Rushville Republican


June 14, 2013

Ward: They really were the Greatest Generation

RUSHVILLE — December 7, 1941 may be the day that will live in infamy, but June 6 ,1944 surely will be the day that began the ending of the Nazi scourge in Europe. Thousands of American, British and Canadian men stormed the vaunted Festung Europa of Hitler. They knew they faced a daunting job to even get to the landing and dry land, but they did not hesitate. Those young men and those who commanded them knew and very reluctantly accepted that there would be huge causality lists. But they did not hesitate they did what had to be done.

There was no certainty that the invasion would actually gain a foothold in Normandy. There was no certain way that the Allies could actually get a foothold on the European Continent. There were those who knew that their assignment would mean certain death; they were called Rangers. They landed on a beach below a huge and high cliff. On top of those cliffs stood a large number of German soldiers and it was thought huge guns that would command the beach and be able to kill hundreds. Those Rangers did their job and at a huge cost. Those men who made it to the beach only to be felled by German bullets died before they even realized that they had made it to dry land. They fought, they died, they were wounded, yet continued to fight and they advanced. Men on both sides died, were wounded, were maimed for life, but all fought and fought bravely and long and continued to get that important foothold on the coast of Normandy.

Those men from Eisenhower on down to the lowliest Private knew many would die. They knew what was coming yet they persevered and continued to do their duty to God and country. I was young, but also was caught up with the emotions of the time. We went to church, we prayed, we worried, we listened to the radio and again we prayed. Much had been done to attempt to throw the Nazi intelligence off as to where the landings would be and evidently it worked to an extent. Hitler helped because he was convinced the true landing would be further up the coast. Huge phantom armies had been conceived and they fooled the enemy. French soldiers and sailors finally managed to come home and help free their land from tyranny.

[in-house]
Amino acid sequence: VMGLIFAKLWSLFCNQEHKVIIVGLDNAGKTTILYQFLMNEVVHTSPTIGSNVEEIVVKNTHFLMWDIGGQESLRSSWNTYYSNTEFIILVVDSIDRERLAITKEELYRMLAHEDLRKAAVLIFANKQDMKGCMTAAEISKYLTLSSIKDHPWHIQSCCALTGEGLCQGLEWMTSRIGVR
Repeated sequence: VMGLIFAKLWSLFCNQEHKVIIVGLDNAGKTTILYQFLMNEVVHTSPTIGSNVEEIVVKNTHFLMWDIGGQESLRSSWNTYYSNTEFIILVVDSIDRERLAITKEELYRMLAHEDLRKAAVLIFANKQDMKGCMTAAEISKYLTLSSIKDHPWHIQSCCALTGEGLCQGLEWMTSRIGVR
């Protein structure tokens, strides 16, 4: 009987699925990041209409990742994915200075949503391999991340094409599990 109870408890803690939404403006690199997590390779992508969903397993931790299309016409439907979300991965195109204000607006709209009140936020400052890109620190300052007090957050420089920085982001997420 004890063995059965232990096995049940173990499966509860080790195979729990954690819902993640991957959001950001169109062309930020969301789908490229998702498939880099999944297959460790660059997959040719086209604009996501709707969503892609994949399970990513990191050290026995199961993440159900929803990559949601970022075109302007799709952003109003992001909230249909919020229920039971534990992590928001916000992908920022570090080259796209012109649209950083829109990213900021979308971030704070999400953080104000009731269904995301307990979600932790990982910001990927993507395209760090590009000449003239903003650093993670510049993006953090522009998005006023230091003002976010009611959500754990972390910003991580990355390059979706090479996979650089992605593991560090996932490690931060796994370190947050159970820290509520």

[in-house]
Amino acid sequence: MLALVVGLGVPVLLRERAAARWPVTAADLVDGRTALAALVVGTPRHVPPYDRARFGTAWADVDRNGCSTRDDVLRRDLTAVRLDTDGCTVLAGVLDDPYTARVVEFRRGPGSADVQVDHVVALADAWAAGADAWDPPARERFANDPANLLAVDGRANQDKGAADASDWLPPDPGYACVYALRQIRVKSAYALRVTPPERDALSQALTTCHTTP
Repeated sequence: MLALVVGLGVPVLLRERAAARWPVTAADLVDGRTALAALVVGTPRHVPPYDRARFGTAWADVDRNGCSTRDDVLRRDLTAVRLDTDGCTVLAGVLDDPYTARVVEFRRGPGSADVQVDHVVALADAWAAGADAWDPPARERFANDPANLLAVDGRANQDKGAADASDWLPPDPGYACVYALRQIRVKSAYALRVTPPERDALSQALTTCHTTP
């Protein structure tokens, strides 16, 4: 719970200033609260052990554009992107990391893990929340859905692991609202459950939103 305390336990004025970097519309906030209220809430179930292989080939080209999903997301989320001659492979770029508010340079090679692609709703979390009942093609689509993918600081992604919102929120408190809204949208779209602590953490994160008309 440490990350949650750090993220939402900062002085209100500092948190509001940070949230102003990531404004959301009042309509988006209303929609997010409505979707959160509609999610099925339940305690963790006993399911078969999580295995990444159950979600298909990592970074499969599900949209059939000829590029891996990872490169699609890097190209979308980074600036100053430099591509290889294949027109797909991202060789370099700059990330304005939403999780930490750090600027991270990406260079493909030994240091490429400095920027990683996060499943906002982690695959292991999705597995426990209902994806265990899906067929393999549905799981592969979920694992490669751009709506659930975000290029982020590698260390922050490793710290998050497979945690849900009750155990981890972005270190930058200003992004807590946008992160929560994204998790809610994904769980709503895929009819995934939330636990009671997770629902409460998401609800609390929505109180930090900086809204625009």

The bravery of those many men who landed that day on those beaches is beyond comprehension of us today. These men were truly the Greatest Generation. They showed us how to be brave, how to fight and how to die. Many would never be the same after this horrendous event, but they fought on. A year later Germany fell and Hitler committed suicide rather than face the fury of his conquerors. Our men and the Allies men fought on for over a year, but in the end those hallowed fields in Normandy where so many now rest were free and so was the entire country of France. The yoke of tyranny was lifted from many French, Belgium, Norwegians, Swedes and others and our allies plowed on toward Germany.

The world owes those men a true vote of thanks, not only for their bravery but their dedication to one thing, victory. World War II was a true worldwide war, one spread all over the globe and one between three different types of government and societies. In the English and American mind Europe came first, but the Asian theater of operations, although second on the list of importance, took its toll of lives and individuals as well. Both countries were fighting in places almost everywhere in the world. But the Allies had one huge advantage, the American people and their industrial might. Our country was one of very few in the world whose country had not been ravaged one way or the other. We were indeed the arsenal of the world during this period. We had the manufacturing power, the man power and the desire to fight and fight hard for freedom for us and our allies.

And after the war we were Christian enough to not punish beyond reality our defeated enemies, but to help them recover. We helped both friends and foes after the war and now Germany and Japan are our partners in world affairs. Many of those brave men are now gone and many others are getting up in age. Let us never forget what they did or how they did it. Let us forever honor them for their bravery and lives even after we find ourselves with none alive. And most important of all, let us never forget the horror and huge cost in lives and treasure of war.


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